It was traveling on a hyperbolic orbit, that is, traveling fast enough to escape from the Solar System entirely, hence implying that it will never be seen again by earthbound observers. Observations of the comet over a period of 520 days allowed precise orbital elements to be computed. However, the distribution of the orbital elements showed a wavy pattern that suggested a non-gravitational influence. Alternatively, the comet may have originated from interstellar space rather than from the Oort cloud.[12] When an orbital solution is computed that includes non-gravitational forces that vary as the inverse square of the heliocentric distance, somewhat different values are derived (see the Marsden (1970) column in the table below).[13]

Orbital element Sekanina (1968)[12] Marsden (1970)[13]
Epoch of periastron (T) 1957 April 8.03232 ET 1957 April 8.03201 ET
Perihelion distance (q) 0.3160540 ± 0.0000008 AU 0.3160361 ± 0.0000024 AU
Inverse semi-major axis (1/a) −0.0007886 ± 0.0000045 AU−1 −0.0006377 ± 0.0000213 AU−1
Eccentricity (e) 1.0002492 ± 0.0000014 1.0002015 ± 0.0000067
Inclination (i) 119.94936° ± 0.00005° 119.94930° ± 0.00006°
Longitude of periastron (ω) 307.78084° ± 0.00004° 308.77725° ± 0.00048°
Position angle of the ascending node (Ω) 215.15900° ± 0.00006° 215.15968° ± 0.00008°

At perihelion, the comet was emitting an estimated 7.5 × 104 kg/s (83 tons/s) of dust and was releasing roughly 1.5 × 1030 gas molecules per second. It is believed that an outburst of dust occurred on April 2, six days before perihelion. The antitail was formed from particles released between February 6 and March 1, 1957.[14] Estimates of the total amount of dust released into the zodiacal cloud range from 3 × 108 to 5 × 1010 kg.[15]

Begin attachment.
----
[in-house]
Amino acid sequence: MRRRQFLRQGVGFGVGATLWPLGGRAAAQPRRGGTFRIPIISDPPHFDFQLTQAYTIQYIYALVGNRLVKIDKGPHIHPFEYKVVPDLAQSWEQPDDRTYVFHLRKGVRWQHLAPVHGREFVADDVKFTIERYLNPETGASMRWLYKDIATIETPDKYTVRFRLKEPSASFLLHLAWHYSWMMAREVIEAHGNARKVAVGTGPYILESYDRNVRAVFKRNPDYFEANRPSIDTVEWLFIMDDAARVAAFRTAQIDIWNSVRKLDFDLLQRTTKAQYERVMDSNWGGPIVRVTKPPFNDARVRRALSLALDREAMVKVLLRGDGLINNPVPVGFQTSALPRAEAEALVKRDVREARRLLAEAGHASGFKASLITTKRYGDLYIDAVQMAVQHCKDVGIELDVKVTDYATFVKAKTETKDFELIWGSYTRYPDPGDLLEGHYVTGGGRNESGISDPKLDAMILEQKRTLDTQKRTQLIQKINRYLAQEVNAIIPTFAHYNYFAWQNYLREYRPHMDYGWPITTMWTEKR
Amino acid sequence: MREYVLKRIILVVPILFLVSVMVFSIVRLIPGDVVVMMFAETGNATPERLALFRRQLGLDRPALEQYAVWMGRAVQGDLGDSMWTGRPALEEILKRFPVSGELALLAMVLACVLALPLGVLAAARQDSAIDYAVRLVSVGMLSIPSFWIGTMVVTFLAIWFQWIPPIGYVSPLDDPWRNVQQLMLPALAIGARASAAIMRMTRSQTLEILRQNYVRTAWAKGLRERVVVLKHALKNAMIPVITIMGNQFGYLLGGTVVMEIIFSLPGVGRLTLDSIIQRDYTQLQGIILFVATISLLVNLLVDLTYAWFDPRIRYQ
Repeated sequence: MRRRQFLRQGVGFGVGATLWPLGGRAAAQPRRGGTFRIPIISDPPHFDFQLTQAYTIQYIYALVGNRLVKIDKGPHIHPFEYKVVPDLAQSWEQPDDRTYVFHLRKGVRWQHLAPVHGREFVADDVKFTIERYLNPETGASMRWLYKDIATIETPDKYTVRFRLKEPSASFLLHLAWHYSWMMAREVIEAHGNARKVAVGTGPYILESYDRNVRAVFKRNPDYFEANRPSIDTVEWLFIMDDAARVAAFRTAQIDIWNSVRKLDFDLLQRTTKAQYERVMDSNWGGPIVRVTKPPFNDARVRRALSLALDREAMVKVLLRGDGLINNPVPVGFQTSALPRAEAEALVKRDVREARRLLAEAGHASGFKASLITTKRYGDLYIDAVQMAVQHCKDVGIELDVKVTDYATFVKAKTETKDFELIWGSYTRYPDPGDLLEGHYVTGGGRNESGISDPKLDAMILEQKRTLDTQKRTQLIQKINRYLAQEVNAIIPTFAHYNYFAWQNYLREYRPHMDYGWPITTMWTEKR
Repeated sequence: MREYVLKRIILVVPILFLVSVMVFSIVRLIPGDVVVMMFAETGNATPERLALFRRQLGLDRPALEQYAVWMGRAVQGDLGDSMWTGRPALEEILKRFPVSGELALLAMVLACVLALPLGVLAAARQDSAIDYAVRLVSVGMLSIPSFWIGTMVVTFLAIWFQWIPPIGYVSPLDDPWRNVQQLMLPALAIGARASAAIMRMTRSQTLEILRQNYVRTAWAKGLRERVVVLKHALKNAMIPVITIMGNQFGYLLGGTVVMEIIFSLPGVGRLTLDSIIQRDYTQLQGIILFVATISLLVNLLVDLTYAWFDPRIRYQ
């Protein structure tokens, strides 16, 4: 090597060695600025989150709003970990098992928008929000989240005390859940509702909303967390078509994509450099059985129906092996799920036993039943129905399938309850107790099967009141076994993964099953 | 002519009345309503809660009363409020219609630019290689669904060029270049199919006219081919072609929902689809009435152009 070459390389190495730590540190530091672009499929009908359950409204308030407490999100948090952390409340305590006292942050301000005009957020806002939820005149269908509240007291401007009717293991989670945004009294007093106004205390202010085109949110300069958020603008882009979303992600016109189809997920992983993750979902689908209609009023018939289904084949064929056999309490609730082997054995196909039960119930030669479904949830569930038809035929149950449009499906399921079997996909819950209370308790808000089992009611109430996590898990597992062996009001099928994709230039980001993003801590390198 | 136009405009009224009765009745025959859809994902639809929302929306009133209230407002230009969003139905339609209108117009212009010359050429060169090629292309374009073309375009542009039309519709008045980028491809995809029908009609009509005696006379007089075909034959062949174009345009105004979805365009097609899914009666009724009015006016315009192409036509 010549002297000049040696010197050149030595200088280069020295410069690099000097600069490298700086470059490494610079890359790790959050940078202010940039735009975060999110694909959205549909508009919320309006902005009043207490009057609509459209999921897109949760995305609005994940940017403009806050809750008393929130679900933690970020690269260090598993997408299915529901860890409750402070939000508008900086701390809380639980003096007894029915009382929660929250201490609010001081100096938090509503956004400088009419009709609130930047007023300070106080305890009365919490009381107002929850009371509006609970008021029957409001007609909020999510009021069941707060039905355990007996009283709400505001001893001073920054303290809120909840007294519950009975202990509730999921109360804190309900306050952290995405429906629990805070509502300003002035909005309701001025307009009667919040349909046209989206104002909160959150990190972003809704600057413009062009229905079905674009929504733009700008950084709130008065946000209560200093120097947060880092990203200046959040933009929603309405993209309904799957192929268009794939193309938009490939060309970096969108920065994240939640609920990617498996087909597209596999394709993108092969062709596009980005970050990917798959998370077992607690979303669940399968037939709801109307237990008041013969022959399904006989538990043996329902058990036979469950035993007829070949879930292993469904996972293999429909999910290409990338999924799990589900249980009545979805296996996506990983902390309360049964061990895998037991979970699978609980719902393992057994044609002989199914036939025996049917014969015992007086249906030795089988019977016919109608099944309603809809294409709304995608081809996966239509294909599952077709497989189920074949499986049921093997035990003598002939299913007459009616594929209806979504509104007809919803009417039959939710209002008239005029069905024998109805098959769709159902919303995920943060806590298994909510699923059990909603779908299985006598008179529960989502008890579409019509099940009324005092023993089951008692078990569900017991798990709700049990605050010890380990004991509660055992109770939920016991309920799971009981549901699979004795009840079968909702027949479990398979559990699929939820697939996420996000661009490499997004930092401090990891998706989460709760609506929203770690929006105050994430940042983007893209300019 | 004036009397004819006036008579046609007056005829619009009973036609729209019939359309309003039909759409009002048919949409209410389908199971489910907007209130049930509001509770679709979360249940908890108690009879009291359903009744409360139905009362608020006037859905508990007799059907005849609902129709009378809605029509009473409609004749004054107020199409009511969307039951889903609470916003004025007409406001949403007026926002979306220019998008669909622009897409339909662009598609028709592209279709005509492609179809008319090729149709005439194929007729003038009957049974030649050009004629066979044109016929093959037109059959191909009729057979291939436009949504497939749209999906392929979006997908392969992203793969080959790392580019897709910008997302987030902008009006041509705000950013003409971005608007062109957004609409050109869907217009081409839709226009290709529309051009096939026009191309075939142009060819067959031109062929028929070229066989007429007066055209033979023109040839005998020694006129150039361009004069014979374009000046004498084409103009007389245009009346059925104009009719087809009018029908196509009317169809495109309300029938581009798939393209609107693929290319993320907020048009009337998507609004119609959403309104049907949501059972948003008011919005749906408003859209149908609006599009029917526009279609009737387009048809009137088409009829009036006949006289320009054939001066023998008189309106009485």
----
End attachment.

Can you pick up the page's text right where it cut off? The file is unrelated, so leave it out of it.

1. "JPL Small-Body Database Browser: C/1956 R1 (Arend–Roland)". Jet Propulsion Laboratory. 
  2. Horizons output. "Barycentric Osculating Orbital Elements for Comet C/1956 R1 (Arend–Roland)".  (Solution using the Solar System Barycenter and barycentric coordinates. Select Ephemeris Type: Elements and Center: @0).
  3. Kaler, James B. (2002). The ever-changing sky: a guide to the celestial sphere. Cambridge University Press. p. 358. ISBN 0-521-49918-6. 
  4. "Cometary Designation System". IAU Minor Planet Center (Center for Astrophysics, Harvard University). Retrieved 2009-09-15. 
  5. 5.0 5.1 Hendrie, M. J. (December 1996). "The two bright comets of 1957". Journal of the British Astronomical Association 106 (6): 315–330. Bibcode1996JBAA..106..315H. 
  6. Larsson-Leander, G. (1959). "Physical observations of Comet Arend–Roland (1956 h)". Arkiv för Astronomi 2: 259–271. Bibcode1959ArA.....2..259L. 
  7. Whipple, Fred L. (1957-06-15). "The Sunward Tail of Comet Arend–Roland". Nature 179 (1240): 1240. doi:10.1038/1791240a0. Bibcode1957Natur.179.1240W. 
  9. Wehlau, Amelia; Wehlau, William (1959). "Photoelectric photometry of Comet Arend–Roland (1956h)". Astronomical Journal 64: 463–467. doi:10.1086/107974. Bibcode1959AJ.....64..463W. 
  10. Altenhoff, W. J. (2002). "Radio continuum observations of Comet C/1999 S4 (LINEAR) before, during, and after break-up of its nucleus". Astronomy & Astrophysics 391 (1): 353–360. doi:10.1051/0004-6361:20020783. Bibcode2002A&A...391..353A. 
  11. Moore, Patrick. "A History of The Sky at Night". 
  12. 12.0 12.1 Sekanina, Z. (1968). "A dynamic investigation of Comet Arend–Roland 1957 III". Bulletin of the Astronomical Institute of Czechoslovakia 19: 343–350. Bibcode1968BAICz..19..343S. 
  13. 13.0 13.1 Marsden, B. G. (February 1970). "Comets and Nongravitational Forces. III". Astronomical Journal 75: 75–84. doi:10.1086/110945. Bibcode1970AJ.....75...75M. 
  14. Finson, M.; Probstein, R. (1968). "A Theory of Dust Comets. II. Results for Comet Arend–Roland". Astrophysical Journal 154: 353–380. doi:10.1086/149761. Bibcode1968ApJ...154..327F. 
  15. Fulle, M. (January 1988). "Meteoroids from comets Arend–Roland 1957III and Seki-Lines 1962III". Astronomy and Astrophysics 189 (1–2): 281–291. Bibcode1988A&A...189..281F.